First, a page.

Goergen said that it is uncertain how long the southern armyworm has been present in West and Central Africa and its possible pathways of introduction into the continent. Since the species is difficult to identify, populations may have remained latent in the field and only sporadically noticed especially when young caterpillars aggregate on individual host plants before they disperse upon maturation. The fact that adult males react on pheromones of other Spodopteraspecies calls for a more thorough assessment of pheromone trapping when FAW populations are monitored. An interesting circumstance is that the southern armyworm and the fall armyworm share many important natural enemy species in South America.
Dr May-Guri Saethre, IITA’s Deputy Director General for Research for Development, said that while this trait may become a significant stabilizing factor for common natural enemy populations, more research is urgently needed to assess its effective pest status in tropical Africa.
http://www.iita.org/news-item/new-pest-identified-west-central-africa/

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Messages to Farmers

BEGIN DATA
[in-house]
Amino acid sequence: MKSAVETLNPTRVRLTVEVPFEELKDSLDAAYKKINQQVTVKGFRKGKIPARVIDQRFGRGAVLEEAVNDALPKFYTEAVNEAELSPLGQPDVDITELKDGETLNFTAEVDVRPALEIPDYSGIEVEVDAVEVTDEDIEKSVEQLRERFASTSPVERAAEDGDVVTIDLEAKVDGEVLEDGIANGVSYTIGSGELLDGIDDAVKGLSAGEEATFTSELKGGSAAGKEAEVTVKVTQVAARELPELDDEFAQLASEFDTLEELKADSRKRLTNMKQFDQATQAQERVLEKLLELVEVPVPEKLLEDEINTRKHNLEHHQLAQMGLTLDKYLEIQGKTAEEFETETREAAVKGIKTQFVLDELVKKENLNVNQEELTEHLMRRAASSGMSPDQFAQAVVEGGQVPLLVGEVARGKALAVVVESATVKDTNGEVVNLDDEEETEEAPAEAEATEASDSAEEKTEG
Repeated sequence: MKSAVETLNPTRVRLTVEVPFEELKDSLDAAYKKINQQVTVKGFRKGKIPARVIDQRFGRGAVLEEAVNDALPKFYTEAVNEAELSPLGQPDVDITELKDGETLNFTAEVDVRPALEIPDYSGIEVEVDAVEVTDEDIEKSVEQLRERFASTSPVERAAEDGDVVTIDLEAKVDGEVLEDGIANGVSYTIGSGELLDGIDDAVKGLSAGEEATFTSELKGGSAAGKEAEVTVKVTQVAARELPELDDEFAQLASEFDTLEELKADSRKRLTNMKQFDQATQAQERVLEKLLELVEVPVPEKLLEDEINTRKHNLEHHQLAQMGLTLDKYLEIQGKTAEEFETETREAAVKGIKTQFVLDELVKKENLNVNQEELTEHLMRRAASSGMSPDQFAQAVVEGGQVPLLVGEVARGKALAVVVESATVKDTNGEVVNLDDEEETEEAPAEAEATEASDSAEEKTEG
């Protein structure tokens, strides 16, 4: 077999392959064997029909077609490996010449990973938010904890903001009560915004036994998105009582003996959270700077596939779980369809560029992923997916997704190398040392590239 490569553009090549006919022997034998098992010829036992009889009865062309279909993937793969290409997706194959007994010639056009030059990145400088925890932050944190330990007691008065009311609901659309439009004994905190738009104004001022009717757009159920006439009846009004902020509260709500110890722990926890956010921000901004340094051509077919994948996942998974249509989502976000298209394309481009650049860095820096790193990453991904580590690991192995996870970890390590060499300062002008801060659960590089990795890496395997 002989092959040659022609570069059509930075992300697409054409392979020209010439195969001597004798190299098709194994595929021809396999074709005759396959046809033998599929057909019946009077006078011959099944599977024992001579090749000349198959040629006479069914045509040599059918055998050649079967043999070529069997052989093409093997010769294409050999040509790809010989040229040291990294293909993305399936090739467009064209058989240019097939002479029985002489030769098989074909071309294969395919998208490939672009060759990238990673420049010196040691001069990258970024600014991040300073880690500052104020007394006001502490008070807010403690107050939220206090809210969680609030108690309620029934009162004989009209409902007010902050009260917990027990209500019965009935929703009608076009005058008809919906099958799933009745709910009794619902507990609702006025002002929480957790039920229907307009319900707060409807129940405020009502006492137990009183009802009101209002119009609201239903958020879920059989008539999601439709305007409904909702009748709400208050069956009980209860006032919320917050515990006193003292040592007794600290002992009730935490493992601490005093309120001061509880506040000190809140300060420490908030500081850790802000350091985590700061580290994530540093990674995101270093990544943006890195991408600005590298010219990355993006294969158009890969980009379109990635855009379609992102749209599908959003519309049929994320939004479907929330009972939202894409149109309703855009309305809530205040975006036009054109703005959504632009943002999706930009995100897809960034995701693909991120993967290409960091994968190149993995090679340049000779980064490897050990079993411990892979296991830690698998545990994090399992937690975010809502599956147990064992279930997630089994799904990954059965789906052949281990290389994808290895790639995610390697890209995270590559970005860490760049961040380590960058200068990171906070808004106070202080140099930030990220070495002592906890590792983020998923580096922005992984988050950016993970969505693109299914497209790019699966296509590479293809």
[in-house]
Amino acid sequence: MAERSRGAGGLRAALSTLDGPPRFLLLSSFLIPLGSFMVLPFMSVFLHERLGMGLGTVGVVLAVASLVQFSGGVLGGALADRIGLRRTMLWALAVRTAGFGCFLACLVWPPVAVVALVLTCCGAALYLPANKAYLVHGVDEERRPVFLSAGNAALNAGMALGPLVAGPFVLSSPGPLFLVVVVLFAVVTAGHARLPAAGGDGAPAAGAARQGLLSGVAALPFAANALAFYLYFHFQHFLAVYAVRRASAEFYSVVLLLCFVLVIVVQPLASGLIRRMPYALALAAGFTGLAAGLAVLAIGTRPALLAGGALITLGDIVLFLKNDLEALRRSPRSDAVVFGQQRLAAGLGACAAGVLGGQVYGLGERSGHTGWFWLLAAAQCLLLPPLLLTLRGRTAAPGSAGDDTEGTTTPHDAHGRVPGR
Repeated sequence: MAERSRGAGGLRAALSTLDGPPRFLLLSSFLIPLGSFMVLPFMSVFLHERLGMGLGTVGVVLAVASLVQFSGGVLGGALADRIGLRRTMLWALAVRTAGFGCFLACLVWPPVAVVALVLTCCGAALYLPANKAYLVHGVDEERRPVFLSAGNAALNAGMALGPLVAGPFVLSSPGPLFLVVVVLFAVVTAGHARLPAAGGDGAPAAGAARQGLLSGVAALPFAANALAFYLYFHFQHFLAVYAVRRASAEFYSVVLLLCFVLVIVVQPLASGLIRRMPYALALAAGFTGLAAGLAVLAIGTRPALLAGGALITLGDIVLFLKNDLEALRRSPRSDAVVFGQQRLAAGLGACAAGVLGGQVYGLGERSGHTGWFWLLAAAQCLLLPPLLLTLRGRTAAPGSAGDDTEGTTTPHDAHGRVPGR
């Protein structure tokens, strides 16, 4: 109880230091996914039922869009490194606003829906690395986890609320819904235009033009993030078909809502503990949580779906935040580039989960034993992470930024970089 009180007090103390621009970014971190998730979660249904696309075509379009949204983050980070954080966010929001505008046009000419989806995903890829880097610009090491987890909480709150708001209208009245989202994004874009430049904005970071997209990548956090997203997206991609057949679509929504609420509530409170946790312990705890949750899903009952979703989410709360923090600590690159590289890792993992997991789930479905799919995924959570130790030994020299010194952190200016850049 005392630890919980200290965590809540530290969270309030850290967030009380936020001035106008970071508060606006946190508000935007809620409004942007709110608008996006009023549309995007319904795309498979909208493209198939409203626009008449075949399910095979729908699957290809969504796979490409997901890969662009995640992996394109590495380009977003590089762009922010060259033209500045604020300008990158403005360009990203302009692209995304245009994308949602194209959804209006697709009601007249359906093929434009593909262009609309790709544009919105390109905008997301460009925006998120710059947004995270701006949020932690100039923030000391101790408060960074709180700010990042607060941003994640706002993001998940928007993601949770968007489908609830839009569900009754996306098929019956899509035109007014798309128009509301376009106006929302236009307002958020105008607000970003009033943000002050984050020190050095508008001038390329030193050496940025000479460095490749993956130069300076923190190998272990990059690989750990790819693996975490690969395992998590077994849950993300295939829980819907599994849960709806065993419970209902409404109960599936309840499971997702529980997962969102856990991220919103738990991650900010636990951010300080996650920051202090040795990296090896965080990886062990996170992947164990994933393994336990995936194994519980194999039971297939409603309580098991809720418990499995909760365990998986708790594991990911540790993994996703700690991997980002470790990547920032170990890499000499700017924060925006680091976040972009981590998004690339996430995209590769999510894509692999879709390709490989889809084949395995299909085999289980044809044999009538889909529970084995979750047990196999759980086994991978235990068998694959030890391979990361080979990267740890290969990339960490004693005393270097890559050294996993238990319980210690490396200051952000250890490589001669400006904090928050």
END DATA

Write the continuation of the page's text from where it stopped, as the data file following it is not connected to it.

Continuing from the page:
• Apply fertilizer wisely to avoid wastage
  • Attend trainings on fertilizer use and application
  • Obtain quality fertilizers from reputable suppliers especially FEPSAN distributors
  • Store unused fertilizer away from children, fire, rain and entry of foreign material.
  • Form groups/associations to benefit from group/association dynamics.
  • Allow your crops to fully mature to get quality and values
  • Report fertilizer adulteration to the appropriate authority

Upcoming Events

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  • Bringing Balanced Fertilizers to Smallholder Farmers Training, Date: November 19 - 23 2018, Venue: Abuja, Nigeria Read more

Some Useful Links

Golden Fertilizer         ||     TAK Agro
Notore
                         ||      Indorama
Chicason Group          ||      Dangote
CountrySTAT              ||     Farm Cafe Nigeria
FAO                            ||      USAID
IFDC                           ||      NABG
World Bank              ||     AFDB
IFAD                           ||     JICA

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Attain improved productivity and environmental sustainability of Nigerian Agriculture through balanced and judicious use of fertilizers....Attain improved productivity and environmental sustainability of Nigerian Agriculture through balanced and judicious use of fertilizer...................................................................................................................................................................................................................................................................................................................................................................................................................................................................

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2nd Floor Bank of Industry Building 
18 Muhammad Buhari Way, Kaduna, Nigeria. 
Mobile: +234 (803) 3174409...................sssss